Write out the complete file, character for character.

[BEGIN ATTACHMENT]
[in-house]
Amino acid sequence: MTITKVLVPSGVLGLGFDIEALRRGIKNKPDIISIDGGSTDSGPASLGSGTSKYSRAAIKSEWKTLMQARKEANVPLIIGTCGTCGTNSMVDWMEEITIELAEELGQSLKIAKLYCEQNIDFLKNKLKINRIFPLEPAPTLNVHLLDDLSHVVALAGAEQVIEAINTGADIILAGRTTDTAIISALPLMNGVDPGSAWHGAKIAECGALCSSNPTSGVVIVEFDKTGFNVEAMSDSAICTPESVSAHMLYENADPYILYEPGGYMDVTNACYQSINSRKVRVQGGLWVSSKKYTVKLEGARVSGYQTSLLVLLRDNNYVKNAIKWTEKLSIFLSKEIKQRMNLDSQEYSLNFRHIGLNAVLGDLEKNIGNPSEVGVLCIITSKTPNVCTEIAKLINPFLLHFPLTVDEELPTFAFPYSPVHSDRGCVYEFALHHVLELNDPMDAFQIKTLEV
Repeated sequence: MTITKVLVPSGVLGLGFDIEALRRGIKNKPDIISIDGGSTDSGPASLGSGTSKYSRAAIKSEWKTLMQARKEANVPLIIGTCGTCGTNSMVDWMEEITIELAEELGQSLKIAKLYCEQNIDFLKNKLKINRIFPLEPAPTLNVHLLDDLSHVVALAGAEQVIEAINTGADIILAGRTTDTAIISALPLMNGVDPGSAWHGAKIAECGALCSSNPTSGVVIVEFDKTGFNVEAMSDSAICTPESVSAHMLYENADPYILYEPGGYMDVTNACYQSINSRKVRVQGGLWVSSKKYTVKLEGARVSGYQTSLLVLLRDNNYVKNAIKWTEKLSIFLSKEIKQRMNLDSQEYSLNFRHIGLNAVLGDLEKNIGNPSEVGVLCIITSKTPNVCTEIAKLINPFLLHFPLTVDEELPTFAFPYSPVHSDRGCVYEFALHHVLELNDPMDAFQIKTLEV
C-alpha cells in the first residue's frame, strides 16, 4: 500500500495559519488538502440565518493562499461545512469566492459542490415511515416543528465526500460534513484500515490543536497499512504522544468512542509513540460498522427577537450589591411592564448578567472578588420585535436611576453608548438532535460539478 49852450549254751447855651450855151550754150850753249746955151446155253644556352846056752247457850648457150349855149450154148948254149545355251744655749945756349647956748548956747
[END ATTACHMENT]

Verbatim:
[in-house]
Amino acid sequence: MTITKVLVPSGVLGLGFDIEALRRGIKNKPDIISIDGGSTDSGPASLGSGTSKYSRAAIKSEWKTLMQARKEANVPLIIGTCGTCGTNSMVDWMEEITIELAEELGQSLKIAKLYCEQNIDFLKNKLKINRIFPLEPAPTLNVHLLDDLSHVVALAGAEQVIEAINTGADIILAGRTTDTAIISALPLMNGVDPGSAWHGAKIAECGALCSSNPTSGVVIVEFDKTGFNVEAMSDSAICTPESVSAHMLYENADPYILYEPGGYMDVTNACYQSINSRKVRVQGGLWVSSKKYTVKLEGARVSGYQTSLLVLLRDNNYVKNAIKWTEKLSIFLSKEIKQRMNLDSQEYSLNFRHIGLNAVLGDLEKNIGNPSEVGVLCIITSKTPNVCTEIAKLINPFLLHFPLTVDEELPTFAFPYSPVHSDRGCVYEFALHHVLELNDPMDAFQIKTLEV
Repeated sequence: MTITKVLVPSGVLGLGFDIEALRRGIKNKPDIISIDGGSTDSGPASLGSGTSKYSRAAIKSEWKTLMQARKEANVPLIIGTCGTCGTNSMVDWMEEITIELAEELGQSLKIAKLYCEQNIDFLKNKLKINRIFPLEPAPTLNVHLLDDLSHVVALAGAEQVIEAINTGADIILAGRTTDTAIISALPLMNGVDPGSAWHGAKIAECGALCSSNPTSGVVIVEFDKTGFNVEAMSDSAICTPESVSAHMLYENADPYILYEPGGYMDVTNACYQSINSRKVRVQGGLWVSSKKYTVKLEGARVSGYQTSLLVLLRDNNYVKNAIKWTEKLSIFLSKEIKQRMNLDSQEYSLNFRHIGLNAVLGDLEKNIGNPSEVGVLCIITSKTPNVCTEIAKLINPFLLHFPLTVDEELPTFAFPYSPVHSDRGCVYEFALHHVLELNDPMDAFQIKTLEV
C-alpha cells in the first residue's frame, strides 16, 4: 500500500495559519488538502440565518493562499461545512469566492459542490415511515416543528465526500460534513484500515490543536497499512504522544468512542509513540460498522427577537450589591411592564448578567472578588420585535436611576453608548438532535460539478 49852450549254751447855651450855151550754150850753249746955151446155253644556352846056752247457850648457150349855149450154148948254149545355251744655749945756349647956748548956747